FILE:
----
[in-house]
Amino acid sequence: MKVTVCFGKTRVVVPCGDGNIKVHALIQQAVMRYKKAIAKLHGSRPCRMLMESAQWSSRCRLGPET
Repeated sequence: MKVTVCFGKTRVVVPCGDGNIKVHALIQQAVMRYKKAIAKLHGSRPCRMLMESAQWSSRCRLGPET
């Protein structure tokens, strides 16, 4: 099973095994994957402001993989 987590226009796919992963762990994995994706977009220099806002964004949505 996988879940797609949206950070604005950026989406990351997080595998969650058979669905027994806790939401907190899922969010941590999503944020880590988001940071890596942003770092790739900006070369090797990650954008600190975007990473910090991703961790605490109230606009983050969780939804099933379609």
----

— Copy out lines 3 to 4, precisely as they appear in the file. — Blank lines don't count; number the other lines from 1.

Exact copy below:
Repeated sequence: MKVTVCFGKTRVVVPCGDGNIKVHALIQQAVMRYKKAIAKLHGSRPCRMLMESAQWSSRCRLGPET
């Protein structure tokens, strides 16, 4: 099973095994994957402001993989 987590226009796919992963762990994995994706977009220099806002964004949505 996988879940797609949206950070604005950026989406990351997080595998969650058979669905027994806790939401907190899922969010941590999503944020880590988001940071890596942003770092790739900006070369090797990650954008600190975007990473910090991703961790605490109230606009983050969780939804099933379609």